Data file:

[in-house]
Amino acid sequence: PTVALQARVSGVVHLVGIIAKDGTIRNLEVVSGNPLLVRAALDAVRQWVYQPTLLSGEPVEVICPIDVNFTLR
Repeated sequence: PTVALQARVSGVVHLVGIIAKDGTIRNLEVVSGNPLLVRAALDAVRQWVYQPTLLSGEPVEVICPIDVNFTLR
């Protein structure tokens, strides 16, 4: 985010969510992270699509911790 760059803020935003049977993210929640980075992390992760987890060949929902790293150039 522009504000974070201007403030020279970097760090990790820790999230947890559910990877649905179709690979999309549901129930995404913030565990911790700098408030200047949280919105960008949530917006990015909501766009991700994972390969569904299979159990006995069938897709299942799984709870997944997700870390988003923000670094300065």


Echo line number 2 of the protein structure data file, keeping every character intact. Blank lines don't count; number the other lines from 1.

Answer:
Amino acid sequence: PTVALQARVSGVVHLVGIIAKDGTIRNLEVVSGNPLLVRAALDAVRQWVYQPTLLSGEPVEVICPIDVNFTLR